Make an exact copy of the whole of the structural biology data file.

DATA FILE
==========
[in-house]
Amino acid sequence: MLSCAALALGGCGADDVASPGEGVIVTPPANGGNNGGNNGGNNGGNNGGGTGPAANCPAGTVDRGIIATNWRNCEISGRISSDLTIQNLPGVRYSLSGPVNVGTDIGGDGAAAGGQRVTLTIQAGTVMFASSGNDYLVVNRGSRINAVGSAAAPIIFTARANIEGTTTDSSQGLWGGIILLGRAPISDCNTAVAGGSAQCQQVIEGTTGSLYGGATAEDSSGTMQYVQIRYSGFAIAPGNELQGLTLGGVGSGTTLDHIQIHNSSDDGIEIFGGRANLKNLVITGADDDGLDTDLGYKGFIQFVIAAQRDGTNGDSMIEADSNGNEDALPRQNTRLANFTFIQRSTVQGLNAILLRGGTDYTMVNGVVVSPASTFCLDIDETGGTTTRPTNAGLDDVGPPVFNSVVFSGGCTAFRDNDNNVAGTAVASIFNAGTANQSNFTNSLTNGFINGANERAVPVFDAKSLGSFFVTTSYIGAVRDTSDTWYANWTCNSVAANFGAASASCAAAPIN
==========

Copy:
[in-house]
Amino acid sequence: MLSCAALALGGCGADDVASPGEGVIVTPPANGGNNGGNNGGNNGGNNGGGTGPAANCPAGTVDRGIIATNWRNCEISGRISSDLTIQNLPGVRYSLSGPVNVGTDIGGDGAAAGGQRVTLTIQAGTVMFASSGNDYLVVNRGSRINAVGSAAAPIIFTARANIEGTTTDSSQGLWGGIILLGRAPISDCNTAVAGGSAQCQQVIEGTTGSLYGGATAEDSSGTMQYVQIRYSGFAIAPGNELQGLTLGGVGSGTTLDHIQIHNSSDDGIEIFGGRANLKNLVITGADDDGLDTDLGYKGFIQFVIAAQRDGTNGDSMIEADSNGNEDALPRQNTRLANFTFIQRSTVQGLNAILLRGGTDYTMVNGVVVSPASTFCLDIDETGGTTTRPTNAGLDDVGPPVFNSVVFSGGCTAFRDNDNNVAGTAVASIFNAGTANQSNFTNSLTNGFINGANERAVPVFDAKSLGSFFVTTSYIGAVRDTSDTWYANWTCNSVAANFGAASASCAAAPIN